LIZZA: I don't think it's realistic. I would be shocked if Joe Biden went from being vice President of the United States to DNC chair. Being the chair of a party is a pretty thankless task. I suppose if he was going to be, you know, just a sort of spokesperson for the Party and have someone else deal with the day-to-day stuff, maybe it would make sense, but I don't think that that would appeal to someone like Vice President Biden.

You know, interestingly, Obama was asked about this, Wolf, and he did not rule out speaking his mind when he feels it's necessary during, excuse me, the Trump presidency. As you remember, George W. Bush, when Barack Obama became President, basically disappeared from public life and would never, that I can recall, criticize Obama at all. That has been the sort of the tradition of ex-Presidents, sort of being quiet, especially during their successor's term.

But Obama, given the nature of this unconventional President-elect, it sounds like he is going to reserve the right to speak up when he thinks it's important. And I think, even more so, Biden would be in that camp.

BLITZER: All right, guys. Everybody stay with us. Coming up, he's perhaps the most controversial figure in Donald Trump's new inner circle, Steve Bannon. He is breaking his silence and is adding to a political firestorm.


[17:51:39] BLITZER: We're following a growing fire storm of criticism after Steve Bannon, the former Breitbart executive who is now Donald Trump's chief strategist/senior counselor, broke his silence about his own and Donald Trump's agenda. Brian Todd is looking closely at all of the latest developments. What are you learning, Brian?

BRIAN TODD, CNN CORRESPONDENT: Wolf, tonight, there are serious concerns about the fact that Steve Bannon is going to be guiding President Trump's vision for running the country as his chief strategist and senior counselor. Bannon is accused of embracing a movement tied to White nationalists and anti-Semites.

Steve Bannon, though, is pushing back tonight, saying his agenda has been misinterpreted. And he's crowing tonight about how he believes the mainstream media repeatedly underestimated Donald Trump and the people who voted for him. He says darkness is good. He says, Dick Cheney, Darth Vader, Satan, that's power.


TODD (voice-over): Steve Bannon, the rumpled 62-year-old who once headed Breitbart News, now has the ear of the President-elect, and many worry he will push the platform of the so-called alt-right.

KURT BARDELLA, FORMER MEDIA CONSULTANT FOR BREITBART NEWS: We have, in our history, have never had someone like Steve, with the platform that he has had at Breitbart, come in to, basically, be the co-chief of staff, you know, running the White House and running the agenda of the President.

TODD (voice-over): Civil rights groups like the Anti-Defamation League and the Southern Poverty Law Center say the alt-right movement is just code for White supremacists and anti-Semites. And they say Bannon has to go. Bannon pushes back, telling "The Wall Street Journal," quote, "Breitbart is the most pro-Israel site in the United States of America. We're a leader in the reporting of young Jewish students being harassed on American campuses."

On the accusation that he has, at least, loosely embraced White nationalism, Bannon told "The Hollywood Reporter," quote, "I'm not a White nationalist, I'm a nationalist. I'm an economic nationalist."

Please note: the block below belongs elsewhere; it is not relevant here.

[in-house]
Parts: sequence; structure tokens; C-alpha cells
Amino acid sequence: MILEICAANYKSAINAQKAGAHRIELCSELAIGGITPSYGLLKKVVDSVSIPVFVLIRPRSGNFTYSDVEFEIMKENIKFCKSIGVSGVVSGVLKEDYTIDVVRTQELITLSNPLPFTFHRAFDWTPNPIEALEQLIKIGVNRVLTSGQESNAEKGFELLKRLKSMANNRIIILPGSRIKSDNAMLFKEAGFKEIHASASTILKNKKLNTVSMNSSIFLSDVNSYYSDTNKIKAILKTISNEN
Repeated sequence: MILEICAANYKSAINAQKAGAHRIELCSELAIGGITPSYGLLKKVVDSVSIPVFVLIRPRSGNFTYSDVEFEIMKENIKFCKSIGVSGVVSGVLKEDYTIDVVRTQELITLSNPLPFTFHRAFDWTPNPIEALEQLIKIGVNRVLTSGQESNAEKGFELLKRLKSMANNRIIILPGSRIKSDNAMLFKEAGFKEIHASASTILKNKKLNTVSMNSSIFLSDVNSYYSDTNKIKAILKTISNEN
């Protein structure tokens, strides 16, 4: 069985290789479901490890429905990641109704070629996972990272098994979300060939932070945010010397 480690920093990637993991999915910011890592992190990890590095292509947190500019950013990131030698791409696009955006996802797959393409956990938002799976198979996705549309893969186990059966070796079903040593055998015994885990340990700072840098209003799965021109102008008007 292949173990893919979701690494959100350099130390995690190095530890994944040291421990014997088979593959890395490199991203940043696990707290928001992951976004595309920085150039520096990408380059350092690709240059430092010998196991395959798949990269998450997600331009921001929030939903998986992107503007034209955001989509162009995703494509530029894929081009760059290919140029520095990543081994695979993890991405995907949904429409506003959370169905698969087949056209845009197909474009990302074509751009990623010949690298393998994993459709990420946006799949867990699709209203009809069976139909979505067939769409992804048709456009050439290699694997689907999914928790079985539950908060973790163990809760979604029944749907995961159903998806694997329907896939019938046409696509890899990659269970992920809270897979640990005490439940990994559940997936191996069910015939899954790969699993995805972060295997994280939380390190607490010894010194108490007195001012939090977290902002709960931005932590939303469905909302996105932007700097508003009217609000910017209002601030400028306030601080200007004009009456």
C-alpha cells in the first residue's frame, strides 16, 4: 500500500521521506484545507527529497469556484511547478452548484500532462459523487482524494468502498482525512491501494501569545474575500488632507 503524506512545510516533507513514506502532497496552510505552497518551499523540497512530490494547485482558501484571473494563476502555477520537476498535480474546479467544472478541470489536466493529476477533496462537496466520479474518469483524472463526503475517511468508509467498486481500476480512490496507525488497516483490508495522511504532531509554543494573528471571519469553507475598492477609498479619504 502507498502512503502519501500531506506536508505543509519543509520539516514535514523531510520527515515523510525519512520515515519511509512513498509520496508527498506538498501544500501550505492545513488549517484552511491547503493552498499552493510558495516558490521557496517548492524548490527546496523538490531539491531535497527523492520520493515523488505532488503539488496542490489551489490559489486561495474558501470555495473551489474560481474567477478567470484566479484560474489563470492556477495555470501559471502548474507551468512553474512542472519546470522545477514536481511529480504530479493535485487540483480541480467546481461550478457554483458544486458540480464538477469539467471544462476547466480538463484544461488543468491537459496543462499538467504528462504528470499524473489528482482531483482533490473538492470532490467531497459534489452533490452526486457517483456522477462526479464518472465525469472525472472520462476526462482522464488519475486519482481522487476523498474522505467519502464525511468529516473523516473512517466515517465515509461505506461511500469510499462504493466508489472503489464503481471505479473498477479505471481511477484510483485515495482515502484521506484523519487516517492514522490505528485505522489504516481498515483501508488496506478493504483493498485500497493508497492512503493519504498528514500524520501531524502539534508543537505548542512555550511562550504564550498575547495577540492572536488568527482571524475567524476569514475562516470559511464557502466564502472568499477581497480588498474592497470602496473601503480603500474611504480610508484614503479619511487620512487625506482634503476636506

A.B. STODDARD, ASSOCIATE EDITOR AND COLUMNIST, REALCLEARPOLITICS.COM: What is Bannon says is that he is anti-globalist, anti-elite, anti- establishment, and that he is an economic populist because he believes that the system has hurt and hindered the little guy. It has nothing to do with race, religion, or anything else.

TODD (voice-over): Bannon jumped on the Trump train early on, telling Trump last year he was a big admirer.

STEVE BANNON, CHIEF STRATEGIST AND SENIOR COUNSEL TO PRESIDENT-ELECT DONALD TRUMP: I said, look, people are leaning forward in these audiences when he was talking. Of course, we were mocked and ridiculed.

TODD (voice-over): Now, it's Bannon who is mocking and ridiculing the mainstream media, who he blames for failing to recognize the frustration of Americans left behind in the global economy, quote, "It's just a circle of people talking to themselves who have no effing idea of what's going. If 'The New York Times' didn't exist, CNN and MSNBC would be a test pattern."

Kurt Bardella, who quit Breitbart feeling it had become a mouthpiece for Trump, is now critical of Bannon. He sees that "darkness is good" remark as chilling.

BARDELLA: I think that's very much how Steve views the world. The worst emotions amongst us can be weaponized and used to advance an agenda. And I think a lot of what you saw in the Trump campaign and what you'll see going forward is tapping into anger and fear and hate to try to move their agenda forward. And I think that's exactly who Steve Bannon is.


TODD: The Trump transition team did not respond to our numerous requests for response to that criticism, and Steve Bannon did not comment for this story. Wolf.

BLITZER: Brian Todd reporting. Thanks very much. Coming up, we're tracking the breaking news. A tsunami warning after a major earthquake off of Japan in the same area devastated by a tsunami just five years ago.

[17:55:03] And as Donald Trump interviews possible cabinet picks, his election victory is being hailed by some White nationalists. I'll talk to the head of the NAACP, Cornell William Brooks.


BLITZER: Happening now, breaking news. Tsunami sighted. A potentially deadly wave triggered by a powerful earthquake is now off the coast of Japan. Warnings are up in the same area devastated by a tsunami just five years ago.

Building a cabinet. President-elect Trump holds multiple meetings with potential picks for top positions in his administration. Long time loyalists, former rivals, sharp critics, and even a Democrat, all sitting down with Trump. Is he about to announce some top appointments?